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In Depth

ISIS vs. Al Qaeda: Jihadism’s Global Civil War

in In Depth

Feisal Omar/NATO // Al Shabaab recruits marching through Somalia.Daniel Byman and Jennifer Williams (The National Interest) — Almost overnight, the Islamic State sent its enemies reeling—and turned U.S. policy in the Middle East upside down.

Islamic State forces carved out a haven in Syria and, in June 2014, routed the Iraqi army, capturing large swathes of territory and prompting the Obama administration to overcome its long-standing aversion to a bigger U.S. military role in Iraq and Syria.

Even in many Arab countries where the Islamic State does not have a strong presence, its rise is radicalizing those countries’ populations, fomenting sectarianism and making a bad region even worse.

In Depth: Rethinking Operation Protective Edge

in In Depth

Flash90 // Israeli soldiers inspect rocket damage to a house in the southern city of Beersheba on Thursday, July 10, 2014.Eitan Shamir (Middle East Quarterly) — On July 8, 2014, in response to a barrage of rockets and missiles on its population centers from the Gaza Strip, Israel launched heavy air and artillery strikes against the Islamist terror group Hamas that had ruled the area since 2007.

As these failed to stop the attacks, on July 17, the Israel Defense Forces (IDF) invaded the Strip in strength. After three weeks of heavy fighting, the IDF withdrew to the international border and sustained the air campaign until a cease-fire came into effect on August 26.

Operation Protective Edge, as the campaign was codenamed, was Israel's third war against Hamas in five years, and, unlike the previous two encounters, its outcome has been far from conclusive.

In Depth: Her Majesty’s Jihadists

in In Depth

Photo illustration by Idris Khan // More British Muslims have joined Islamist militant groups than serve in the country’s armed forces.Mary Anne Weaver (The New York Times Magazine) — He was a dreamer, with Che Guevara looks — a jet-black beard and eyes — who built a new persona online, as a Muslim warrior riding into battle in the back of an open-bed truck, dressed in black, his long hair blowing in the breeze, with an AK-47 hanging from his shoulder, strapped to his back.

He had just turned 22 — the product of British private schools, a computer aficionado working in customer service at Sky News — when he decided to turn his dream into reality.

In May 2013, Ifthekar Jaman left his comfortable home in Portsmouth, England, explaining to his parents, who emigrated years earlier from Bangladesh, that he wanted to learn Arabic in the Middle East. Instead, he booked a one-way ticket to Turkey.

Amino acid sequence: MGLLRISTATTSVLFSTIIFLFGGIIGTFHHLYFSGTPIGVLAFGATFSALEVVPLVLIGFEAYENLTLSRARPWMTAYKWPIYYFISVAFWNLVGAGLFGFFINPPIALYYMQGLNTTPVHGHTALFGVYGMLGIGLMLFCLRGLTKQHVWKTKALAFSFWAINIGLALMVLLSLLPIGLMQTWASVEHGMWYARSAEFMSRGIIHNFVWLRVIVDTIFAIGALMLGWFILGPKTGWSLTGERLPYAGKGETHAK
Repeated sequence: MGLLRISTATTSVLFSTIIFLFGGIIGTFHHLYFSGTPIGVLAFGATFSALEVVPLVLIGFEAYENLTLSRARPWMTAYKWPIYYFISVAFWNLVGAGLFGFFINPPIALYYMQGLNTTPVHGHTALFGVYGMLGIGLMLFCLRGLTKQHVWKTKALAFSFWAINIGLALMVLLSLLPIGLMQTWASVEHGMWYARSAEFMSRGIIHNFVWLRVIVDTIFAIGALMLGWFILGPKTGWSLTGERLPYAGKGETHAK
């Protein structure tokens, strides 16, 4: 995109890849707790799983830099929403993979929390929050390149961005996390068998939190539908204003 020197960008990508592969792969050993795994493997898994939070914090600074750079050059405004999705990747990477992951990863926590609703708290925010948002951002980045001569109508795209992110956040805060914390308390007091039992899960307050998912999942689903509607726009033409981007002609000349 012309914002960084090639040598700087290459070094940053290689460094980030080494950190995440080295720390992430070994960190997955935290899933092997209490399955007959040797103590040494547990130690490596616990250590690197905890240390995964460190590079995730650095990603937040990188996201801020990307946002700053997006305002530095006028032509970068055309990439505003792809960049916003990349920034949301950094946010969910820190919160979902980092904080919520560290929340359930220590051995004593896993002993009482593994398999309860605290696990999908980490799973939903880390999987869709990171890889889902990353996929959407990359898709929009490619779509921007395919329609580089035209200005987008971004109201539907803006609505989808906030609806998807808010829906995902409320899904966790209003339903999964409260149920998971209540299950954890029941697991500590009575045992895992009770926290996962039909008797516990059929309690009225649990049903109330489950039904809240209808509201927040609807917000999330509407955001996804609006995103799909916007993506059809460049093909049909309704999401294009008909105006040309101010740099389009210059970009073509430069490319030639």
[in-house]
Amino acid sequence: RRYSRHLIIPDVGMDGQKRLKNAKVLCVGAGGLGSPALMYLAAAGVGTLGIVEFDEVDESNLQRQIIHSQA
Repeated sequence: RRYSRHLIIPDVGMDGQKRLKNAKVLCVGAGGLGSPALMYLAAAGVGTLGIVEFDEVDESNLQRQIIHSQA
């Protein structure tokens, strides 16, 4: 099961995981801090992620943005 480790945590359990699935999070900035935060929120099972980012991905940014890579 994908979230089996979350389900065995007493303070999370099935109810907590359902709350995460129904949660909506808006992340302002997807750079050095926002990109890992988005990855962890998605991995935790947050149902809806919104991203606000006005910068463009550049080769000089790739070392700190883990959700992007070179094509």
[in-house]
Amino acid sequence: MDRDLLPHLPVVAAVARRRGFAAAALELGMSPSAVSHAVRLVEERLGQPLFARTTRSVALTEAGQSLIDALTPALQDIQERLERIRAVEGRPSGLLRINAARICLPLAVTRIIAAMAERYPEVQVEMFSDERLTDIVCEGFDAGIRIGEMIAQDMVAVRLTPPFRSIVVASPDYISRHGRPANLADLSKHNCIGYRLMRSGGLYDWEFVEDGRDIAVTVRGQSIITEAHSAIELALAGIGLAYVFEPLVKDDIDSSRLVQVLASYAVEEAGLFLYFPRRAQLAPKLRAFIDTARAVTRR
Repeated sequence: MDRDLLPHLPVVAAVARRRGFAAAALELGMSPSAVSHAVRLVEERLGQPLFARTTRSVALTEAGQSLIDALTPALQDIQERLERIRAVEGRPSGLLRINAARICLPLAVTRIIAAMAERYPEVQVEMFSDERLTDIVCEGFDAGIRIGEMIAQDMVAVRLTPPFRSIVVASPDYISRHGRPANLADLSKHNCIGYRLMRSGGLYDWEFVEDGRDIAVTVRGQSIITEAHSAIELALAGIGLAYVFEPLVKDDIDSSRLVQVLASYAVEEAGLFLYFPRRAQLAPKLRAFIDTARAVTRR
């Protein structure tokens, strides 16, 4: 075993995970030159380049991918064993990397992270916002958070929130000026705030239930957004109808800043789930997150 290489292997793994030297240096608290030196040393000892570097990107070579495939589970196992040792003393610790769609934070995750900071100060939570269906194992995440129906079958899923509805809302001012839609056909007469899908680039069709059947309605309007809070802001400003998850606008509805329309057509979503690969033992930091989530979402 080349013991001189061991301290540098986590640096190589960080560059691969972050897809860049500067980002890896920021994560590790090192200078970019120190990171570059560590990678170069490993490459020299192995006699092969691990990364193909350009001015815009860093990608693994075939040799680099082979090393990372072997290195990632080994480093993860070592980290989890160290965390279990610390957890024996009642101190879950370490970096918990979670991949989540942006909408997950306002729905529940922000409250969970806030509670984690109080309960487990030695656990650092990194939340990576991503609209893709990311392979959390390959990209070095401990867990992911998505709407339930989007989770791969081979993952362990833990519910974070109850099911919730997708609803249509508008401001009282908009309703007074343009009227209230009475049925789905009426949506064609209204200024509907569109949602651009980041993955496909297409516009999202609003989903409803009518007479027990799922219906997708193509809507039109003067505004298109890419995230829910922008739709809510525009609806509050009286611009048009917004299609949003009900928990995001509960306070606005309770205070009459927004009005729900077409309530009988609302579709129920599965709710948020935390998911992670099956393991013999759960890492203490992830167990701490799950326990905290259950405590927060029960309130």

In Depth: Restoring American Supremacy

in In Depth

US Air Force/Staff Sgt. Jacob N. Bailey // A U.S. Air Force F-22 Raptor assigned to the 90th Fighter Squadron, Elmendorf Air Force Base, Alaska, flies near Guam, Feb. 16, 2010.Dov S. Zakheim (The National Interest) — President Barack Obama rounded the bend into his final lap in office with the clear objective of subordinating foreign affairs to his domestic legacy.

Given what he can only view as favorable developments—a drop in oil prices, jobs growth and low inflation—Obama will be even less inclined to allow foreign concerns to impinge on his agenda over the next two years. This approach is understandable, convenient—and unfortunate.

Obama’s approach is rooted in a defensive crouch that sees Afghanistan and Iraq as the new lodestars of American foreign policy. Things certainly went badly wrong in both countries. But what went awry does not carry the implication that America should casually emasculate itself, substituting passivity for overreach.

Ukraine: Inside the Deadlock

in In Depth

Brendan Hoffman/The New York Times // An empty hallway leading to a closed pharmacy at a clinic in Zimogorye.Tim Judah (The New York Review of Books) — Last September, a few weeks before Ukraine’s general election, Arseniy Yatsenyuk, then as now prime minister, issued a pamphlet listing his aims. One was stark: “To get through the winter.” Given that rebel soldiers in the eastern part of the country paint “To Kiev!” on their tanks, that Ukraine relies on Russia for much of its energy, and that its economy is in dire straits, it is nonetheless safe to say that he has succeeded.

The rebels, despite inflicting two major recent defeats on the government forces, have not advanced significantly. Winter power cuts in regions unaffected by the war were short and survivable.

Also, while the current cease-fire, agreed to on February 12, is not expected to last, Ukraine and its government have not collapsed, nor do they show any signs of being on the brink of doing so, as some of the Russian media keep saying hopefully.

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